Ryze faces legal fight over neck break injury

Chris McKenna was injured at the Ryze centre. Picture: Deadline
Chris McKenna was injured at the Ryze centre. Picture: Deadline
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A MAN who suffered a suspected broken neck at a trampoline park is suing the operators for more than £100,000.

Chris McKenna was one of more than 100 people recorded as injured at Ryze in Dalkeith within the first three weeks of its opening.

Lawyers for Mr McKenna are dealing with his complaint against the centre and the case could be lodged at the Court of Session before the summer.

It is understood that around a dozen people who allege they suffered injuries at Ryze in January and February this year are pressing forward with personal injury claims.

The other cases typically involve injuries to backs, shoulders and ankles.

Ryze staff recorded 102 injuries to customers in just a few weeks after it opened on January 23. It emerged a few days later that the facility had been operating without a licence.

Mr McKenna, 49, said he suffered excruciating pain and heard his neck crack after falling badly on a trampoline.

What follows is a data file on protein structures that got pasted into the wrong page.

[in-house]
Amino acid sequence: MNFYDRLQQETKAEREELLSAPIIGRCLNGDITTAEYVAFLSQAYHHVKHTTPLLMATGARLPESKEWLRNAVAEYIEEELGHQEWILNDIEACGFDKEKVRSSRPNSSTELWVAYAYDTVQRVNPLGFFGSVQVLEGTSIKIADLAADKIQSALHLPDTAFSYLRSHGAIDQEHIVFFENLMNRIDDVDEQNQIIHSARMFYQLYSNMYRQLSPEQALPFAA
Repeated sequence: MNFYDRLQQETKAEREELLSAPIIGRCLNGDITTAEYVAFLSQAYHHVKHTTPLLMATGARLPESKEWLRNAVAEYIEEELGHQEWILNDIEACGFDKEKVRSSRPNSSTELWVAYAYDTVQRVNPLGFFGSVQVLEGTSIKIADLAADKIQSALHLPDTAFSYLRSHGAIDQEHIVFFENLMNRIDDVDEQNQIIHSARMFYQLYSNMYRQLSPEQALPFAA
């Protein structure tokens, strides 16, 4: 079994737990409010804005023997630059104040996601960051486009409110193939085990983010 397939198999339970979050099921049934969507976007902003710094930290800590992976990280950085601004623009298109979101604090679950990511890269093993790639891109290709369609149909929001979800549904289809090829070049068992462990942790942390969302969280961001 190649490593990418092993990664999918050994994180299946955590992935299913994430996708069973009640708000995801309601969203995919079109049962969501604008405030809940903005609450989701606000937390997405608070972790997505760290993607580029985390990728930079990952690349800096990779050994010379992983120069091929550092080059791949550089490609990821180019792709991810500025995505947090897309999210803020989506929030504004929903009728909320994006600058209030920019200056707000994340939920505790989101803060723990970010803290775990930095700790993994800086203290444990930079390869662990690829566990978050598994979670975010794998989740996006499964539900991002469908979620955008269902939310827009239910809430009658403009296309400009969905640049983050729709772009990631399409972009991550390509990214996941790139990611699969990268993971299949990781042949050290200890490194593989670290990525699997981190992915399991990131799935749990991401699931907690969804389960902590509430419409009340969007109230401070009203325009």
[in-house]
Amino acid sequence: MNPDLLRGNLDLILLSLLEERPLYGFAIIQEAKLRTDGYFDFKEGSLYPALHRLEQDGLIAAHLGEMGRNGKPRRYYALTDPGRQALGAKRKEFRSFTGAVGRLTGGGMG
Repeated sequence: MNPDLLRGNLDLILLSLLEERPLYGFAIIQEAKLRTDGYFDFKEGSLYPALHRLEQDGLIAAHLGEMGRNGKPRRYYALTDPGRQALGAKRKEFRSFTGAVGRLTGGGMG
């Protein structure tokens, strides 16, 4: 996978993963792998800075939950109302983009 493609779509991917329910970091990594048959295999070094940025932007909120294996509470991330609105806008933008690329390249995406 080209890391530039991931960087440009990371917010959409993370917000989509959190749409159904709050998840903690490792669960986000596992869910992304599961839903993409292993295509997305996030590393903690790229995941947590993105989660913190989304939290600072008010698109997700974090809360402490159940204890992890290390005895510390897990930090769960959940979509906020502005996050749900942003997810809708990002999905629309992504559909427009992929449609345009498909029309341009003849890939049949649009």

Following the accident, the self-employed father-of-one was put in a neck brace and said he was left unable to work and facing a possible operation to insert a metal plate in his neck.

Ryze bosses have said they had yet to see details of the claim but were prepared to defend themselves.

Mr McKenna’s wife, Claire, 39, was eight months pregnant at the time of the accident.

She said they would not be commenting but a source close to the case, who asked not to be identified, confirmed that Mr McKenna was pursuing a “six-figure” sum.

Ryze has 60 connected trampolines and customers are allowed to bounce between them. The facility reopened to the public on Thursday after being closed for six weeks.

Midlothian Council has issued a licence to the facility with conditions limiting the maximum number of people on the trampoline to 125 at any one time. At least one trained first aider must be available at all times.

A spokesman for solicitor Digby Brown, which is representing some of those injured at the park, declined to comment on specific cases, but said: “We’ve got around a dozen cases we are investigating.

“We think the majority would be worth over £5000. We’ve had injuries that are back and shoulder injuries, and ankles, right up to serious fractures and breaks.”

A spokesman for Ryze said “We have yet to receive Mr McKenna’s claim, but we will vigorously defend it. We have CCTV footage on the incident and this conflicts with Mr McKenna’s version of events.

“The overwhelming majority of customers have had a fun – and safe – experience. We are very clear that customers using our trampoline parks do so safely and responsibly, and are mindful of their own limitations.”